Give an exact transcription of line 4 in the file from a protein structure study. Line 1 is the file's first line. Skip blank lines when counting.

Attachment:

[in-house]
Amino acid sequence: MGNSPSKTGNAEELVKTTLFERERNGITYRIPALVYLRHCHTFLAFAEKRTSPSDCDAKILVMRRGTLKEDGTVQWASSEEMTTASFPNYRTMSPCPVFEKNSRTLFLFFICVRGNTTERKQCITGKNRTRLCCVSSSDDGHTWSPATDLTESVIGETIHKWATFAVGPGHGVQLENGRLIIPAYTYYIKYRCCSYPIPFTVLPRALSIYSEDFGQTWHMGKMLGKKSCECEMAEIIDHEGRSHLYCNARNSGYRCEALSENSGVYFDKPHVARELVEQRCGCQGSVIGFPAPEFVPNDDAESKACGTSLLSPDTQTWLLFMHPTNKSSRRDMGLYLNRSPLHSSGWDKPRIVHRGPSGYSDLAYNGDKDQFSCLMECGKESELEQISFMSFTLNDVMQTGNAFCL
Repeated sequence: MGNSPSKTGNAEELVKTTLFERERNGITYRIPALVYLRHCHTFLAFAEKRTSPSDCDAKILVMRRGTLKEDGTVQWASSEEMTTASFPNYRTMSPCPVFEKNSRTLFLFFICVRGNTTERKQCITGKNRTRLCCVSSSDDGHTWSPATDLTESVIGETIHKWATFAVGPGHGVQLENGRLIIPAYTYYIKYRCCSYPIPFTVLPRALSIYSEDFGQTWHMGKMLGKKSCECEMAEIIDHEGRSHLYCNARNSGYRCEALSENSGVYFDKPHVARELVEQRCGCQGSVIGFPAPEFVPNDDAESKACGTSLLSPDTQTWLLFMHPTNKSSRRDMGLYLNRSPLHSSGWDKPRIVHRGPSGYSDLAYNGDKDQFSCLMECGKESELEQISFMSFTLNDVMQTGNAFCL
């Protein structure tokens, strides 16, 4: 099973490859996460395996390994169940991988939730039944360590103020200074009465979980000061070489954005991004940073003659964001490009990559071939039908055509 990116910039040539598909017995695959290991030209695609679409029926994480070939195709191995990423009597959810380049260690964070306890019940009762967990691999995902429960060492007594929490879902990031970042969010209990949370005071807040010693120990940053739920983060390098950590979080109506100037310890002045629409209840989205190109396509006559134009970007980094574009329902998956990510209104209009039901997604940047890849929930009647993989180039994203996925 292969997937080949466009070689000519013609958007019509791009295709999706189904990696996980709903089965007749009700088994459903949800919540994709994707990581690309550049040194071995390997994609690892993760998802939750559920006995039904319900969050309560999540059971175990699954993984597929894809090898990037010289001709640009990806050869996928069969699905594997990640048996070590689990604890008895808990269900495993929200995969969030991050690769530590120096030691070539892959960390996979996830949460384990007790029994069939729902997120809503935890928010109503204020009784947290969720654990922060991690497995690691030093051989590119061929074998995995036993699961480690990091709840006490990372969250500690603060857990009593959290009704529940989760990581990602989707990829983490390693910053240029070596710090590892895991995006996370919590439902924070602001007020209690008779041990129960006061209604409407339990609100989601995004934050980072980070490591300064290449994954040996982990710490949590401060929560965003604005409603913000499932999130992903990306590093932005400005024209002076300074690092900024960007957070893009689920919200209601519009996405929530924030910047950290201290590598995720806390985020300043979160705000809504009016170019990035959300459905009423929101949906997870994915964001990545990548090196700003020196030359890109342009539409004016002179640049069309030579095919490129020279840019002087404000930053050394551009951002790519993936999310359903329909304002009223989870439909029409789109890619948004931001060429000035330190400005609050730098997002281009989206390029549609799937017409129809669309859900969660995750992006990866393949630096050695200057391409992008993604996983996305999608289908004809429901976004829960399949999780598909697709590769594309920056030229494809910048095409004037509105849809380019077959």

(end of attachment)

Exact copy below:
């Protein structure tokens, strides 16, 4: 099973490859996460395996390994169940991988939730039944360590103020200074009465979980000061070489954005991004940073003659964001490009990559071939039908055509 990116910039040539598909017995695959290991030209695609679409029926994480070939195709191995990423009597959810380049260690964070306890019940009762967990691999995902429960060492007594929490879902990031970042969010209990949370005071807040010693120990940053739920983060390098950590979080109506100037310890002045629409209840989205190109396509006559134009970007980094574009329902998956990510209104209009039901997604940047890849929930009647993989180039994203996925 292969997937080949466009070689000519013609958007019509791009295709999706189904990696996980709903089965007749009700088994459903949800919540994709994707990581690309550049040194071995390997994609690892993760998802939750559920006995039904319900969050309560999540059971175990699954993984597929894809090898990037010289001709640009990806050869996928069969699905594997990640048996070590689990604890008895808990269900495993929200995969969030991050690769530590120096030691070539892959960390996979996830949460384990007790029994069939729902997120809503935890928010109503204020009784947290969720654990922060991690497995690691030093051989590119061929074998995995036993699961480690990091709840006490990372969250500690603060857990009593959290009704529940989760990581990602989707990829983490390693910053240029070596710090590892895991995006996370919590439902924070602001007020209690008779041990129960006061209604409407339990609100989601995004934050980072980070490591300064290449994954040996982990710490949590401060929560965003604005409603913000499932999130992903990306590093932005400005024209002076300074690092900024960007957070893009689920919200209601519009996405929530924030910047950290201290590598995720806390985020300043979160705000809504009016170019990035959300459905009423929101949906997870994915964001990545990548090196700003020196030359890109342009539409004016002179640049069309030579095919490129020279840019002087404000930053050394551009951002790519993936999310359903329909304002009223989870439909029409789109890619948004931001060429000035330190400005609050730098997002281009989206390029549609799937017409129809669309859900969660995750992006990866393949630096050695200057391409992008993604996983996305999608289908004809429901976004829960399949999780598909697709590769594309920056030229494809910048095409004037509105849809380019077959």